City says emergency "unprecedented"Posted: Updated:
TUCSON, Ariz. -- Calling it an "unprecedented emergency", Tucson Mayor Bob Walkup asked for the cooperation of everyone in the Tucson area to help deal with the impact cold temperatures have had on the city.
At an afternoon briefing at the city's main fire station, Walkup and other city officials stressed the dangers which exist in the cold temperatures and said the city and other agencies are responding as quickly as they can to the huge demand.
Some 14,000 customers of Southwest Gas lost service early Thursday after a huge demand for gas cut pressure in the only pipeline into the area. A spokesperson for El Paso Natural Gas said it was putting all the natural gas into the line as it could, but more was being taken out because of the cold weather in the southwestern United States.
A Southwest Gas spokesperson at the briefing said it may be "two or three days" before all the customers again have service. He said crews need to shut off gas valves to entire areas, check to make sure ever appliance using gas in each home is turned off, then turn the gas back on and go house-to-house to re-ignite pilot lights.
Southwest Gas called in additional resources and crews will be working late into the night and starting again about 5 A.M.
There was concern early in the day that the gas shortages could impact public transportation as many SunTran busses run on natural gas. Southwest Gas, however, provided SunTran with enough gas to guarantee bus service.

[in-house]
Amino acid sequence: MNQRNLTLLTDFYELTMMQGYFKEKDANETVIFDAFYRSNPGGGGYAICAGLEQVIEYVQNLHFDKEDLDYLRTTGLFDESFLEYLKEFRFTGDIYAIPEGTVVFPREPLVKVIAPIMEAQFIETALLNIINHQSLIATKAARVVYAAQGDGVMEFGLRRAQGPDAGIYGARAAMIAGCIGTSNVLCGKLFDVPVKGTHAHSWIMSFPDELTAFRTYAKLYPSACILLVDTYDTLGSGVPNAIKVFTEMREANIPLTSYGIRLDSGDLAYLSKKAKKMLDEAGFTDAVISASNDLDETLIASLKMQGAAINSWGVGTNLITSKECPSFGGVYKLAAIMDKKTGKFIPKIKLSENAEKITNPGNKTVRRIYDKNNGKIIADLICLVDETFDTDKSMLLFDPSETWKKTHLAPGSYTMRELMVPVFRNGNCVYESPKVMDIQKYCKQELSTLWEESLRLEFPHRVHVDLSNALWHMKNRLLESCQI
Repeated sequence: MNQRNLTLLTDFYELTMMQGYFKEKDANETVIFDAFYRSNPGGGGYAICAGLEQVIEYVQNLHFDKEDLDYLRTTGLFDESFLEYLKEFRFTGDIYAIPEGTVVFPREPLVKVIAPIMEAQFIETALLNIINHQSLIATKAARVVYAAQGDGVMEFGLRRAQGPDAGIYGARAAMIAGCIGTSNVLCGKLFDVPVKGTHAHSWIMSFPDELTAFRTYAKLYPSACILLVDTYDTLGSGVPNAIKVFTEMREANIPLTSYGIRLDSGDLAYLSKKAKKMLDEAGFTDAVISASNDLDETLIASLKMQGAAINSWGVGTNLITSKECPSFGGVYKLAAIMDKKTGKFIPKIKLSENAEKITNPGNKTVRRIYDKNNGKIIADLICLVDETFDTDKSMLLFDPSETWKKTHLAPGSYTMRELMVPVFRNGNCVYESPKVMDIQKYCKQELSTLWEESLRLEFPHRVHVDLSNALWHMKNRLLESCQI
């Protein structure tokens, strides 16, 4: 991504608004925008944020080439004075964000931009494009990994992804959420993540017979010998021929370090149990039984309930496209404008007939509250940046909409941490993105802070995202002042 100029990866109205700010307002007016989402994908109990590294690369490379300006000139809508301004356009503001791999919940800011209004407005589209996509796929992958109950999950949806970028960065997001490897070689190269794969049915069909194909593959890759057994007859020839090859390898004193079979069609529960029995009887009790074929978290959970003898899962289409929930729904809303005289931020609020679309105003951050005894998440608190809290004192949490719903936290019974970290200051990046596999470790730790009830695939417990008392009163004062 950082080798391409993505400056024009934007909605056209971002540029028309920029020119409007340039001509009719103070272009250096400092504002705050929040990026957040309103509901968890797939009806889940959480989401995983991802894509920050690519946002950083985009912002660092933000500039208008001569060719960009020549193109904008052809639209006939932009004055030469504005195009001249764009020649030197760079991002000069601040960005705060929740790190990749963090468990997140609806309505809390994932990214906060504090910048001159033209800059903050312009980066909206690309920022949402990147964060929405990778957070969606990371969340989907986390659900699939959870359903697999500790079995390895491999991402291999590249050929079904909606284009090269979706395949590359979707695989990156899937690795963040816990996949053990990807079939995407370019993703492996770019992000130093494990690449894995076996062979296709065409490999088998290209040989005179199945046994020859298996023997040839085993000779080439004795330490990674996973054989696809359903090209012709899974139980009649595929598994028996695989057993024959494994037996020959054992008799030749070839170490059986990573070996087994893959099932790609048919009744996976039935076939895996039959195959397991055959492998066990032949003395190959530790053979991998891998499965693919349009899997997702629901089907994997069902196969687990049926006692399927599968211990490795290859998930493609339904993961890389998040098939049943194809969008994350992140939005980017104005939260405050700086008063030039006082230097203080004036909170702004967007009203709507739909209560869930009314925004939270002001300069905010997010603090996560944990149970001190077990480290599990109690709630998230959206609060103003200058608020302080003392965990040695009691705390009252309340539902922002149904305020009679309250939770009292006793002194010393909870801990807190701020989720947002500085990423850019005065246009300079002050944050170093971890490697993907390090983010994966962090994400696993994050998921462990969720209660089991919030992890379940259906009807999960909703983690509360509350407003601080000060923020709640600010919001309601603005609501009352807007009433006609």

During the 4 P.M. briefing the representative from Tucson Water said they had restored water to roughly 500 customers.
Mayor Walkup said that even though you may not have heat or water in your home, it's still the safest place to be. But he did indicate the city may open shelters tonight for people who feel it's too cold to stay in their homes.
The temperature in Tucson Thursday morning hit 18 degrees setting a new record for the date. The mark was also the second coldest temperature ever recorded in February in Tucson. The National Weather Service is predicting similar temperatures on Friday morning.
The two deaths were both women, both found outside early this morning. One was near the University of Arizona campus and the other near 22nd Street and Craycroft. Tucson police said both were "weather related", but an investigation will have to be concluded to determine what role the weather played in their deaths. Two other people were found outside and taken to hospitals in "life threatening" conditions.